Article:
Last night, I had dinner at one of Brain Traffic’s favorite local restaurants: Brasa Rotisserie. They’re part of a growing number of shops opting for a “limited offerings” approach to dining. That is, they offer a few dishes, and they do them goshdarned well. They use locally-grown, organic ingredients. They slow-cook their meat, and price the dishes reasonably.
I tend to appreciate that less-is-more approach with regard to more than just my dinner. That’s why I shop at my neighborhood co-op instead of the megasupermarket across town. It’s why I like wearing dresses instead of trying to assemble a pants-shirt-belt outfit every day. Life is complicated enough, already, jeez.
The same don’t-bite-off-more-than-you-can-chew, quality-vs.-quantity sensibility factors into many of the recommendations we make to our clients as they undertake the complex task of planning for content on their website.
Your content can’t please all of the people all of the time. (Sorry.)
It’s common for publishers of web properties (large ones, especially) to feel the pressure of becoming all things to all people. After all, different departments within a company have different priorities and different ideas about what the end user really needs.
But without clear rules and a solid decision-making process about what should stay and what should go, the situation can quickly devolve into a “too many cooks in the kitchen” scenario (ahem).
Pretty soon your users get overwhelmed by the sheer volume of information on your site, and they leave feeling frustrated, but still hungry for something substantial. The information they wanted may have been there all along, but it was hiding behind a bunch of stuff they didn’t actually need or care about.
But with a content strategy in place, it can please some of the people most of the time.
So how can you satisfy your users by giving them only useful, usable, information that’s also easy to navigate and search? A strategy is necessary. That’s all there is to it.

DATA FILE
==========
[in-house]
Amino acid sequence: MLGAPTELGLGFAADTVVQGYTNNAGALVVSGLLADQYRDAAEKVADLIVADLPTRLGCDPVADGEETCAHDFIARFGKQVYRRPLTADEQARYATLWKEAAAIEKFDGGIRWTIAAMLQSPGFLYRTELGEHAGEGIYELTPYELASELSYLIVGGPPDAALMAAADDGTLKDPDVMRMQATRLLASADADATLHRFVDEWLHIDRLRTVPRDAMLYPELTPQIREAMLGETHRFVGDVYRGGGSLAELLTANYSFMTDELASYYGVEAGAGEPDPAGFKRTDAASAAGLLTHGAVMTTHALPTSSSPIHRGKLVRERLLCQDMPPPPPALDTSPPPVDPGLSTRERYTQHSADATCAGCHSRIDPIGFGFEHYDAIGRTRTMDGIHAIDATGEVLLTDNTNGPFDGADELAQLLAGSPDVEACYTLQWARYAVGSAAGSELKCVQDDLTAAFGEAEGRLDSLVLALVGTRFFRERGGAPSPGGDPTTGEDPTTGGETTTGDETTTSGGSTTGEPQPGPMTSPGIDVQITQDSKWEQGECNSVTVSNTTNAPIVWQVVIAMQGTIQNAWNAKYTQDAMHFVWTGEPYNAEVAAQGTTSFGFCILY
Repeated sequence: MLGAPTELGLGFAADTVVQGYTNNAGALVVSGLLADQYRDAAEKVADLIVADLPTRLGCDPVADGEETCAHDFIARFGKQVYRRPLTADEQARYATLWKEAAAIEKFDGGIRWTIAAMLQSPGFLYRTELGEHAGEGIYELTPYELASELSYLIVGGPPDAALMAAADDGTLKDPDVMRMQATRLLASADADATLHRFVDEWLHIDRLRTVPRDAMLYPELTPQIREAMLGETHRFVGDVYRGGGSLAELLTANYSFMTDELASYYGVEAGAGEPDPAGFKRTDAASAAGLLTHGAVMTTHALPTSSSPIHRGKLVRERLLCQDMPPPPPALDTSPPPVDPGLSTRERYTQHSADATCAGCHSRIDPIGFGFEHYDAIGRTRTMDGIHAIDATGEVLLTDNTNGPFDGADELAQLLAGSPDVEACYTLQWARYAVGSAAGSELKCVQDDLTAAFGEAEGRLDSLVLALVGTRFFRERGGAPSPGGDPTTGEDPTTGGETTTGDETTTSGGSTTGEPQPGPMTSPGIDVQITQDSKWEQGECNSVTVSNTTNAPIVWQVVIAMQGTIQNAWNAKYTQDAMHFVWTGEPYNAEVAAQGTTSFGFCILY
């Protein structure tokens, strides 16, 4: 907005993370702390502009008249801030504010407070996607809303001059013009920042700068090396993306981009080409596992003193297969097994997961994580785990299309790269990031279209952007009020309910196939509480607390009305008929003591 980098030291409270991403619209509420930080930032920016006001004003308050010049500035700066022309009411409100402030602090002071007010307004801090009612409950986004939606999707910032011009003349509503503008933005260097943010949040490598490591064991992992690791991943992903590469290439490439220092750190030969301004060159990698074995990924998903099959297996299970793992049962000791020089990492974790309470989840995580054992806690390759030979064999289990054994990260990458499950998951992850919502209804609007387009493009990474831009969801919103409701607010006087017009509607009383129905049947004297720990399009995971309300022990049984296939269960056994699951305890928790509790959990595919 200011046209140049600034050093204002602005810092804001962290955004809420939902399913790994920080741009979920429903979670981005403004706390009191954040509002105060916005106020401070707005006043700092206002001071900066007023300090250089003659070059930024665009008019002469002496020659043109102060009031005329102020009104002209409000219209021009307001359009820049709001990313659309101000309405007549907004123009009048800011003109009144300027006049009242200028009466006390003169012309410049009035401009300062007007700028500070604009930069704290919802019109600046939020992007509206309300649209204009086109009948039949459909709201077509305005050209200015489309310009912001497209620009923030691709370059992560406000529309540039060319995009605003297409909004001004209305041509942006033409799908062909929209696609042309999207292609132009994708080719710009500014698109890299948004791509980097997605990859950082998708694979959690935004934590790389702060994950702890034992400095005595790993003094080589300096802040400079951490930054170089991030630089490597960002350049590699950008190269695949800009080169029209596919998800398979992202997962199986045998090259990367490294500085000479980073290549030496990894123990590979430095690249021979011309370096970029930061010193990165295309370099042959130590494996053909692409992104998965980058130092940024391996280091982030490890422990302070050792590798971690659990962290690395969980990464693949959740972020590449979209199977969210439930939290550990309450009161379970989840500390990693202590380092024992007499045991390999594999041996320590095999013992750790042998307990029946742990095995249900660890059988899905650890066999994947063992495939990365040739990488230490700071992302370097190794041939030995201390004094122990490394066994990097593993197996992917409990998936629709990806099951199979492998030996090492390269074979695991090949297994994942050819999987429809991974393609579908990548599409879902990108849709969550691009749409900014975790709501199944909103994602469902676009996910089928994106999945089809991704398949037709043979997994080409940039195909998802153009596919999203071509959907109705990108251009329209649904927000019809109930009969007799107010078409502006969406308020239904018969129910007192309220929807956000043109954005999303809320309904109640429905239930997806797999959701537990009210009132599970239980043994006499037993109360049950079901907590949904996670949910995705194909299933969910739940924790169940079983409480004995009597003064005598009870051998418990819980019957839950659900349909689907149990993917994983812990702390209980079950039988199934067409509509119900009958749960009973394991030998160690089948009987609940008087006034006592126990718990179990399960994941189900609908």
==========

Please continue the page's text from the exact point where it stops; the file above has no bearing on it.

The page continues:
Whatever form that strategy takes, it should cover the whos, whats, whens, wheres, whys, and hows of everything you serve up. For example:
- What are your users’ goals?
- What content do you offer to satisfy those goals?
- Who makes the content?
- Who fixes it when it’s broken/outdated?
- Where is the best place on the site to share the content?
- Why would your users choose you over another organization?
- How can you use your site content to build on those competitive differences?
- How do your users find you when they find you? How long do they stay when they get there?
If you can’t keep tabs on all your content in these ways, make less of it for a while. Minimize the content elements you can’t easily govern … until you have the resources or the budget to do so.
The key is to set standards your organization can easily support and routinely evaluate.
Most importantly: Set standards (and a schedule!) for evaluating quality. Make a plan for adding/subtracting content elements to reflect current demand while innovating in your area of expertise. (If you’re the bomb at slow-cooking meats, make that your thing. Then whip up a few side dishes to give that carne some context.)
In summary, make sure the content on your site helps your users accomplish a task. Ditch everything that gets in their way. Bam!